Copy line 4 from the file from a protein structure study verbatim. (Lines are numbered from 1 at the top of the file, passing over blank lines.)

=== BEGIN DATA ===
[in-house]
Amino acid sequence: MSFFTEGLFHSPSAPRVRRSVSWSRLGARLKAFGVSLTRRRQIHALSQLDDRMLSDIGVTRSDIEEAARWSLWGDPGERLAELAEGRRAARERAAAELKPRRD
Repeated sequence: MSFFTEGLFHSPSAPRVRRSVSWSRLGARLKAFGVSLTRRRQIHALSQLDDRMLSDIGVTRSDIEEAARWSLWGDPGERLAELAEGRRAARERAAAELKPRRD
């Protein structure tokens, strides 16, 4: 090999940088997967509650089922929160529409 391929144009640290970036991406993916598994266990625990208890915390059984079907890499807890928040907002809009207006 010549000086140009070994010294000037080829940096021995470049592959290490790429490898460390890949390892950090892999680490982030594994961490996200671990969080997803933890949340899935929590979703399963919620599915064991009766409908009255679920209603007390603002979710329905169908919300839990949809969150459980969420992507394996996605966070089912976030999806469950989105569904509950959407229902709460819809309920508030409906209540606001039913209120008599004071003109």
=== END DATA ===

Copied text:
């Protein structure tokens, strides 16, 4: 090999940088997967509650089922929160529409 391929144009640290970036991406993916598994266990625990208890915390059984079907890499807890928040907002809009207006 010549000086140009070994010294000037080829940096021995470049592959290490790429490898460390890949390892950090892999680490982030594994961490996200671990969080997803933890949340899935929590979703399963919620599915064991009766409908009255679920209603007390603002979710329905169908919300839990949809969150459980969420992507394996996605966070089912976030999806469950989105569904509950959407229902709460819809309920508030409906209540606001039913209120008599004071003109």